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United States Department of Agriculture

Agricultural Research Service

Title: Variation of Infiltration with Landscape Position in An Ozark Watershed: Implications for Watershed Management

Authors
item Sauer, Thomas
item Logsdon, Sally

Submitted to: North America Forest Soils Conference
Publication Type: Abstract Only
Publication Acceptance Date: July 24, 2003
Publication Date: July 24, 2003
Citation: Sauer, T.J., Logsdon, S.D. 2003. Variation of Infiltration With Landscape Position in an Ozark Watershed: Implications for Watershed Management [abstract]. North America Forest Soils Conference. p. 14.

Technical Abstract: Variation of infiltration rates with landscape position influences the amount, distribution, and routing of overland flow. Knowledge of runoff patterns gives land managers the opportunity to affect changes that optimize water use efficiency and reduce the risk of water quality impacts. The objective of this study was to assess the effect of landscape position and associated soil properties (rock fragment content and soil texture) on infiltration and related physical properties in a small forest/pasture watershed in the Ozark Highlands. Single-ring and tension infiltrometer measurements at three pressure heads (h = -0.03, -0.06, and -0.12 m) were completed at 42 sites along 3 transects across the 147-ha watershed. Upland and side slope soils had significantly less rock fragments and lower infiltration rates (i) at and near saturation compared to the valley bottom soil. Average infiltration rate at h = -0.03 m for all soils was only 9% of the ponded value suggesting that pores > 1 mm-diameter dominated water flow under saturated conditions. At saturation, infiltration tended to increase with rock fragment content while, at h = -0.12, the opposite was true. It is proposed that source of rock fragments and contact with the surrounding fine earth fraction affect water flow by influencing hydraulic continuity near fragment surfaces. Results indicate that forest/pasture management in the Ozark Highlands should consider variation in runoff potential as an opportunity to improve productivity while reducing the risk of nonpoint source pollution.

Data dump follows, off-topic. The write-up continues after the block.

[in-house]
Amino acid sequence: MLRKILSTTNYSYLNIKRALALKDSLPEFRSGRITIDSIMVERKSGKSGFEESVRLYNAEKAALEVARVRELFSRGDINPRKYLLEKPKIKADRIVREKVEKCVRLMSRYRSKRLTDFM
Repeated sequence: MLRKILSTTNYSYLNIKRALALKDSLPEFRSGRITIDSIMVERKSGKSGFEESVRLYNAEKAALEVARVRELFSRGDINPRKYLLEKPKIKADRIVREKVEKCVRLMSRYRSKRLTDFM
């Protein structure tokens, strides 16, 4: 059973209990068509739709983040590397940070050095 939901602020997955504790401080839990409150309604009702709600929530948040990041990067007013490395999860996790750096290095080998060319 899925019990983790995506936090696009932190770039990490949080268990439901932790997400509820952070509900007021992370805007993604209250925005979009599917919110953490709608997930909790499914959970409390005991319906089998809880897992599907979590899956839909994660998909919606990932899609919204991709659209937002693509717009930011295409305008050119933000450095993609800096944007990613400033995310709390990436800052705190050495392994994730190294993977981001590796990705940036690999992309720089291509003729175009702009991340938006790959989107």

Last Modified: 4/17/2014
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